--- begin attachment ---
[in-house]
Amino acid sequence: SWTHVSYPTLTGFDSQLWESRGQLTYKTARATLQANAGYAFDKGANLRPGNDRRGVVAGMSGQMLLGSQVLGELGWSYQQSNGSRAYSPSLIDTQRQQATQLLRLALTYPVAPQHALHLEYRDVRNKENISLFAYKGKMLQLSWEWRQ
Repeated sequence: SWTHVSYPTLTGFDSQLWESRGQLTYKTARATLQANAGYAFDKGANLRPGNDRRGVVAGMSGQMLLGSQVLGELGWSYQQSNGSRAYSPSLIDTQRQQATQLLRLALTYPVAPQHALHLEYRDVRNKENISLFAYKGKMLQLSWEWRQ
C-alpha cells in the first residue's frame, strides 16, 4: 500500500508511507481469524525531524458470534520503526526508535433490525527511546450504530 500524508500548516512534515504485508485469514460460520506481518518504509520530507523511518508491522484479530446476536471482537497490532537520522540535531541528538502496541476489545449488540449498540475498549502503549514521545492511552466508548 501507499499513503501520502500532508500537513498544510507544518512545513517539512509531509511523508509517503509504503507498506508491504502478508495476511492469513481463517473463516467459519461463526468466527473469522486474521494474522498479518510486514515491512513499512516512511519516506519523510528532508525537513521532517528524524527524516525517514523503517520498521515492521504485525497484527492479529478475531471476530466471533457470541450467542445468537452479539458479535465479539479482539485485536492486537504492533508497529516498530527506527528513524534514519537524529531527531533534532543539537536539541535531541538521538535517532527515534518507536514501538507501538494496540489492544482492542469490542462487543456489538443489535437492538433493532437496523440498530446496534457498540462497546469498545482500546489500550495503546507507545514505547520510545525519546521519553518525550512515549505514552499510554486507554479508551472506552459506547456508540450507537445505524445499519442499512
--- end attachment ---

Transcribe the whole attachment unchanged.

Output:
[in-house]
Amino acid sequence: SWTHVSYPTLTGFDSQLWESRGQLTYKTARATLQANAGYAFDKGANLRPGNDRRGVVAGMSGQMLLGSQVLGELGWSYQQSNGSRAYSPSLIDTQRQQATQLLRLALTYPVAPQHALHLEYRDVRNKENISLFAYKGKMLQLSWEWRQ
Repeated sequence: SWTHVSYPTLTGFDSQLWESRGQLTYKTARATLQANAGYAFDKGANLRPGNDRRGVVAGMSGQMLLGSQVLGELGWSYQQSNGSRAYSPSLIDTQRQQATQLLRLALTYPVAPQHALHLEYRDVRNKENISLFAYKGKMLQLSWEWRQ
C-alpha cells in the first residue's frame, strides 16, 4: 500500500508511507481469524525531524458470534520503526526508535433490525527511546450504530 500524508500548516512534515504485508485469514460460520506481518518504509520530507523511518508491522484479530446476536471482537497490532537520522540535531541528538502496541476489545449488540449498540475498549502503549514521545492511552466508548 501507499499513503501520502500532508500537513498544510507544518512545513517539512509531509511523508509517503509504503507498506508491504502478508495476511492469513481463517473463516467459519461463526468466527473469522486474521494474522498479518510486514515491512513499512516512511519516506519523510528532508525537513521532517528524524527524516525517514523503517520498521515492521504485525497484527492479529478475531471476530466471533457470541450467542445468537452479539458479535465479539479482539485485536492486537504492533508497529516498530527506527528513524534514519537524529531527531533534532543539537536539541535531541538521538535517532527515534518507536514501538507501538494496540489492544482492542469490542462487543456489538443489535437492538433493532437496523440498530446496534457498540462497546469498545482500546489500550495503546507507545514505547520510545525519546521519553518525550512515549505514552499510554486507554479508551472506552459506547456508540450507537445505524445499519442499512